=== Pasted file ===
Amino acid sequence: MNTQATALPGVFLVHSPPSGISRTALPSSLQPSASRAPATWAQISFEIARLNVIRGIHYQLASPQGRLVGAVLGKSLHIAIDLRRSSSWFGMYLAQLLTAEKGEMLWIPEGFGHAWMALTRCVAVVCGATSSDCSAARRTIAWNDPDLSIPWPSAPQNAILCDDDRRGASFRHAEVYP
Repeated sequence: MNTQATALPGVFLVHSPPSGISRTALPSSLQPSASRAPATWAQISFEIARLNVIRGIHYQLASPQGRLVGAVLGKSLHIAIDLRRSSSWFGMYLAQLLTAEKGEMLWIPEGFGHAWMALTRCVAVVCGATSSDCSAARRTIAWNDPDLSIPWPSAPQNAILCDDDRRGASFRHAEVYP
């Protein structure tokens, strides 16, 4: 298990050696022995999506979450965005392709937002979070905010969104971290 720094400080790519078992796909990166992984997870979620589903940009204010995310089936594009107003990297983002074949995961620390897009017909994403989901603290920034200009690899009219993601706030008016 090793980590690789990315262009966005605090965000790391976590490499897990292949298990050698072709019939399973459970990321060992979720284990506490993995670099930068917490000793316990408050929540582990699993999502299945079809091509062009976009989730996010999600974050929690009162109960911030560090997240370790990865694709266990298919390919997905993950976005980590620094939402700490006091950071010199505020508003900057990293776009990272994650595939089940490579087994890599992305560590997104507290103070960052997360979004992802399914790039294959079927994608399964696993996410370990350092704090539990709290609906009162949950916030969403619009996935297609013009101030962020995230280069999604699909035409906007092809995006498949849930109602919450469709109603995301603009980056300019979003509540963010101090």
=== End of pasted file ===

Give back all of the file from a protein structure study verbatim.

Amino acid sequence: MNTQATALPGVFLVHSPPSGISRTALPSSLQPSASRAPATWAQISFEIARLNVIRGIHYQLASPQGRLVGAVLGKSLHIAIDLRRSSSWFGMYLAQLLTAEKGEMLWIPEGFGHAWMALTRCVAVVCGATSSDCSAARRTIAWNDPDLSIPWPSAPQNAILCDDDRRGASFRHAEVYP
Repeated sequence: MNTQATALPGVFLVHSPPSGISRTALPSSLQPSASRAPATWAQISFEIARLNVIRGIHYQLASPQGRLVGAVLGKSLHIAIDLRRSSSWFGMYLAQLLTAEKGEMLWIPEGFGHAWMALTRCVAVVCGATSSDCSAARRTIAWNDPDLSIPWPSAPQNAILCDDDRRGASFRHAEVYP
């Protein structure tokens, strides 16, 4: 298990050696022995999506979450965005392709937002979070905010969104971290 720094400080790519078992796909990166992984997870979620589903940009204010995310089936594009107003990297983002074949995961620390897009017909994403989901603290920034200009690899009219993601706030008016 090793980590690789990315262009966005605090965000790391976590490499897990292949298990050698072709019939399973459970990321060992979720284990506490993995670099930068917490000793316990408050929540582990699993999502299945079809091509062009976009989730996010999600974050929690009162109960911030560090997240370790990865694709266990298919390919997905993950976005980590620094939402700490006091950071010199505020508003900057990293776009990272994650595939089940490579087994890599992305560590997104507290103070960052997360979004992802399914790039294959079927994608399964696993996410370990350092704090539990709290609906009162949950916030969403619009996935297609013009101030962020995230280069999604699909035409906007092809995006498949849930109602919450469709109603995301603009980056300019979003509540963010101090």